The eating plan that can help battle psoriasis and it’s backed by science: People who consume more olive oil, vegetables and fish are less likely to have severe symptoms
- Psoriasis is a condition caused by inflammation – the body’s immune response
- But the Mediterranean diet could reduce inflammation and calm skin symptoms
- Researchers say ‘the Mediterranean diet may slow the progression of psoriasis’
Sticking to a Mediterranean diet could improve the symptoms of psoriasis, a study has found.
Eating the diet rich in fruit, vegetables, olive oil, fish, bread and nuts could slow down the painful condition which causes red, scaly patches of skin.
Foods in the diet are thought to be high in anti-inflammatory properties which could stifle the immune system’s tendency to replace skin too quickly in patients.
In a study of thousands of psoriasis patients, scientists found people whose diet least resembles a Mediterranean one are more likely to have severe symptoms.
One researcher said ‘diet can play an important role in psoriasis’ and the team hope their findings can improve ways of treating the condition.
French researchers say the Mediterranean diet could improve the symptoms of psoriasis because it has anti-inflammatory properties which could calm down the skin
Psoriasis affects around 1.3 million Brits and 6.7 million people in the US, and causes skin to replace itself in just a few days in a process that would normally take weeks – as a result the tell-tale dry, irritated patches of skin cells develop.
Inflammation, the immune system’s way of reacting in order to protect the body, is said to be a contributing factor in how severe patients’ symptoms are.
And the Mediterranean diet contains a lot of foods containing anti-inflammatory chemicals – mainly fruit and vegetables.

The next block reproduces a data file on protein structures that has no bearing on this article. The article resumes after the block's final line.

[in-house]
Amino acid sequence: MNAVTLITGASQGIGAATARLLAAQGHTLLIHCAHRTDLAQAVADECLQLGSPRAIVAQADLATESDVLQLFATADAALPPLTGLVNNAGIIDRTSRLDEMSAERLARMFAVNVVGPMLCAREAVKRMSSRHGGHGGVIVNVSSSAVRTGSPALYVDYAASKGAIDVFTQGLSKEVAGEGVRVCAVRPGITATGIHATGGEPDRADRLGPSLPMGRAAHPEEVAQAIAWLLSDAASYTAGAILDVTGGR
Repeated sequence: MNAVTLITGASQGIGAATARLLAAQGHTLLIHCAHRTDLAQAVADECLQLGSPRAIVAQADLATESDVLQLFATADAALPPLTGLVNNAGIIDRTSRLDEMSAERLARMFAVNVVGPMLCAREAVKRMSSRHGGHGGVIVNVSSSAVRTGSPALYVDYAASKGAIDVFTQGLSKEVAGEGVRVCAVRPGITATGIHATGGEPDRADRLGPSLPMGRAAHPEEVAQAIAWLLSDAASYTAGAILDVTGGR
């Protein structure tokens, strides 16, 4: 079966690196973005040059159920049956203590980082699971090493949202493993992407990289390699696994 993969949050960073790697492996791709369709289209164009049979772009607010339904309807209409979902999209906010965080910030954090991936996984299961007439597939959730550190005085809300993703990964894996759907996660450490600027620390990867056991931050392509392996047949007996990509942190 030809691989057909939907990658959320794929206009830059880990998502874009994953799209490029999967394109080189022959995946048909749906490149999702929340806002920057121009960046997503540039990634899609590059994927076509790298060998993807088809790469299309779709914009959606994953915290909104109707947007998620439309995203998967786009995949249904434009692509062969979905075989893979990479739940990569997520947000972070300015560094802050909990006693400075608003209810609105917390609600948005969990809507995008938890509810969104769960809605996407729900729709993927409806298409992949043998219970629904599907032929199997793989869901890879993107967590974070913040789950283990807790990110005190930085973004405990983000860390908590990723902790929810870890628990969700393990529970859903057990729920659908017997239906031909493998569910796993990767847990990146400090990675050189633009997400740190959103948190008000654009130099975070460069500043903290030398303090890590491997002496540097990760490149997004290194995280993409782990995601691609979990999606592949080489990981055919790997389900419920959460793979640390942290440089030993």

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Scientists think eating the diet, claimed to have numerous health benefits and best known for containing a lot of olive oil, tomatoes and fish, could improve the quality of life of psoriasis patients.
The Mediterranean diet is widely considered to be one of the healthiest in the world, and is thought to reduce the risk of cancer, heart disease, and bone-weakening osteoporosis.
In the study, by researchers at Mondor Hospital in south-east Paris, 35,735 people took part in a questionnaire, 3,557 of whom had psoriasis.
‘Mediterranean diet may slow the progression of psoriasis’
Dr Céline Phan said: ‘The Mediterranean diet may slow the progression of psoriasis.
EXPLAINED: THE MEDITERRANEAN DIET
Consuming more fruit and fish, and fewer sugary drinks and snacks, are the most important aspects of a Mediterranean diet.
- Whole grains
- Fish and meat
- Monounsaturated fats, such as olive oil
- Saturated fats, like butter
- Red meat
- Processed foods, like juice and white bread
How you can follow it:
- Eat more fish
- Squeeze more fruit & veg into every meal
- Swap your sunflower oil or butter for extra virgin olive oil
- Snack on nuts
- Eat fruit for dessert
‘If these findings are confirmed, adherence to a Mediterranean diet should be integrated into the routine management of moderate to severe psoriasis.’
It is the inflammatory aspect of the condition which the researchers think the diet could improve.
They say a proinflammatory diet – one high in saturated fat – could make symptoms worse.
Explaining the link, Dr Phan added: ‘Psoriasis is a common chronic inflammatory disease that affects one to two per cent of the general population of all ages.
Mediterranean diet reduces inflammation
‘A proinflammatory diet has been associated with an increase in the incidence and severity of several inflammatory disorders, including inflammatory bowel disease (IBD) and rheumatoid disease.
‘Furthermore, recent studies have shown that adherence to a healthy diet such as the Mediterranean diet may reduce the risk of long-term systemic inflammation and thus the risk of metabolic syndrome, cardiovascular events, and other chronic inflammatory diseases.
‘Patients with severe psoriasis displayed low levels of adherence to the Mediterranean diet.’
How the research was carried out
The study included 35,735 respondents who are part of an ongoing online questionnaire study launched in 2009.
Of these 3,557 reported they had psoriasis with 878 saying it was severe and 299 new cases were reported.
Details of their diets were collected within the first two years diet and scored to reflect how close their eating habits were to a Mediterranean diet.
The study, published in the journal JAMA Dermatology, found people whose diet was more Mediterranean had less severe psoriasis.
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